Writing as a Constraint-Based Creativity and Critical Thinking Skill

Placing sometimes artificial constraints on an activity is a fascinating creativity technique. The canonical example might be that Dr. Suess’ book Green Eggs and Ham was written on a bet — a bet that an entertaining children’s story could not be written using only 50 different words. That constraint led to one of the best selling children’s books of all times.

Constraints breed creativity. Create some limits, and see what you can accomplish within them.

The very act of writing is, itself, a constraint. What can you accomplish within the limits of language?

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Everything is an Investment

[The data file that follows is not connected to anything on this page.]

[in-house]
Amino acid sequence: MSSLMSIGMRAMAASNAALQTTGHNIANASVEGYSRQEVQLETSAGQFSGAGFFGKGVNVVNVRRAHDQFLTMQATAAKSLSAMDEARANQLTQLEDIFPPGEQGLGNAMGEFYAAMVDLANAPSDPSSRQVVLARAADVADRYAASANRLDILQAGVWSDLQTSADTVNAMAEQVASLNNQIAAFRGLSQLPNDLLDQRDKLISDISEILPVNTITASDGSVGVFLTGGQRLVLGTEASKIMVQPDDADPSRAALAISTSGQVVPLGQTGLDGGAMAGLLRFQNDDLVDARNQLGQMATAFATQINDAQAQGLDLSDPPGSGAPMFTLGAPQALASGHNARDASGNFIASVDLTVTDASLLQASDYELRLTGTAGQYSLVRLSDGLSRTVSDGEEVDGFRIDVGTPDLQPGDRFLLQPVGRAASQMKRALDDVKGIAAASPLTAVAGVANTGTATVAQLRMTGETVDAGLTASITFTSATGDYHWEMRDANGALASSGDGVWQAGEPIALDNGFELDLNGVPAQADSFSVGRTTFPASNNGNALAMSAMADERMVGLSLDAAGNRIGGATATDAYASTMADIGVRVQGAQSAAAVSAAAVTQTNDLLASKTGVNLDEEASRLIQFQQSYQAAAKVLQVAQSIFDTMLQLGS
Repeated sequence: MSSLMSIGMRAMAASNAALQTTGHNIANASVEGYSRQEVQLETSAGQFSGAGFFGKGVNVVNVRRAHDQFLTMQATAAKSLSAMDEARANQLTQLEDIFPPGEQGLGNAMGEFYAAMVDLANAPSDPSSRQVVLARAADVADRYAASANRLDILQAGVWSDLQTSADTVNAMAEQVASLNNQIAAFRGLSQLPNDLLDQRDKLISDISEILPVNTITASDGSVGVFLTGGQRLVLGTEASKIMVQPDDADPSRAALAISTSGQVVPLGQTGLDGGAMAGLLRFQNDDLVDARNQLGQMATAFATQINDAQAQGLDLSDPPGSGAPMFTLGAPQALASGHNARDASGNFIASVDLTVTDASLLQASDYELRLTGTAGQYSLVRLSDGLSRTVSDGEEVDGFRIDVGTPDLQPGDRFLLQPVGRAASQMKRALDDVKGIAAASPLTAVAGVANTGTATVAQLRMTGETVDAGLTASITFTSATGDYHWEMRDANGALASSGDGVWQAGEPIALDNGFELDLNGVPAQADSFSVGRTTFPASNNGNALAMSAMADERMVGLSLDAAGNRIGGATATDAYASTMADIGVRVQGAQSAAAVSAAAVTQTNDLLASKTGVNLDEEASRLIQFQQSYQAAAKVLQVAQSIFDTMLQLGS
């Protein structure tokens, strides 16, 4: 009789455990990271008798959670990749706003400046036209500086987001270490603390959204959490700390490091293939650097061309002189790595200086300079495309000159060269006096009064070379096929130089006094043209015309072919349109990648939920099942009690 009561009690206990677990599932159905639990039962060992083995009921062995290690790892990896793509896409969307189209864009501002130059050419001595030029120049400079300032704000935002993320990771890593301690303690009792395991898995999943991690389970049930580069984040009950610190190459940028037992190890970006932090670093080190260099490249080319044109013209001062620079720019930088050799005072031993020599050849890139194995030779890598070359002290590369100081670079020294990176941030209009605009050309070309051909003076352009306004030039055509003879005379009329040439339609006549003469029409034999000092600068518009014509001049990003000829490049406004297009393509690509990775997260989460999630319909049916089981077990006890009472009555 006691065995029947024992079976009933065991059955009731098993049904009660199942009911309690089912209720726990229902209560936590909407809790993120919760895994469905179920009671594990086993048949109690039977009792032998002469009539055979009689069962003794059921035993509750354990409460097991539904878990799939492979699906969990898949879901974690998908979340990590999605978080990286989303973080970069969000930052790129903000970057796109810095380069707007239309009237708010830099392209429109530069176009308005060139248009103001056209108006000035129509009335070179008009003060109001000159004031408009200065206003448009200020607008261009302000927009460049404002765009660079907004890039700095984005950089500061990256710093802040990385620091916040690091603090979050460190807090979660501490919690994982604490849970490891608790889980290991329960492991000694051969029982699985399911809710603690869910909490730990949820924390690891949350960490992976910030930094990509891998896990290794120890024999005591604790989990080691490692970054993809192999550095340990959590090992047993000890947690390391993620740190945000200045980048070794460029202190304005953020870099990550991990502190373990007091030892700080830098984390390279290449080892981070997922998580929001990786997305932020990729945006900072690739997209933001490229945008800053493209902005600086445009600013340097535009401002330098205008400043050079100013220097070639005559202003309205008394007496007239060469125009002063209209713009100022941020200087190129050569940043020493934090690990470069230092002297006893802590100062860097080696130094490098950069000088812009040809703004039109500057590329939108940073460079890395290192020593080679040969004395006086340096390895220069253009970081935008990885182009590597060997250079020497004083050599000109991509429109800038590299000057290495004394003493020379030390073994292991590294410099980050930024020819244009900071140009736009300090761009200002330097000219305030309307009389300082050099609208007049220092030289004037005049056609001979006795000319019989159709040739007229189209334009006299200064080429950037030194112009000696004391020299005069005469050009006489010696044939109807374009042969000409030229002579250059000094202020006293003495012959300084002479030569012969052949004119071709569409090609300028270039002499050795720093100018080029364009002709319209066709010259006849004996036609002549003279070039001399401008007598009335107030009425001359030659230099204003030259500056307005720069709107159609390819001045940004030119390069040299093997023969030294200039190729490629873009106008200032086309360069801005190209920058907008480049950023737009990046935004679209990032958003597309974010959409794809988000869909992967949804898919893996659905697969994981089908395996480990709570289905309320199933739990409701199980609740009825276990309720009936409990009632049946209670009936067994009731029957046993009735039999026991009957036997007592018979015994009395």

“Mental models” seem to be the latest and greatest thing. Popularized by folks like Charlie Munger, Ray Dalio, and even the Mental Model of the Month Club, they’re essentially a higher level way of looking at life’s challenges, situations, and opportunities. The 80/20 rule, aka the Pareto Principle, is one example.

I recently realized that I’d developed a mental model of my own that helps me make decisions. I don’t have a fancy name for it, but it’s really nothing more than considering everything an investment of some sort. This, then, helps frame decisions based on expected returns.

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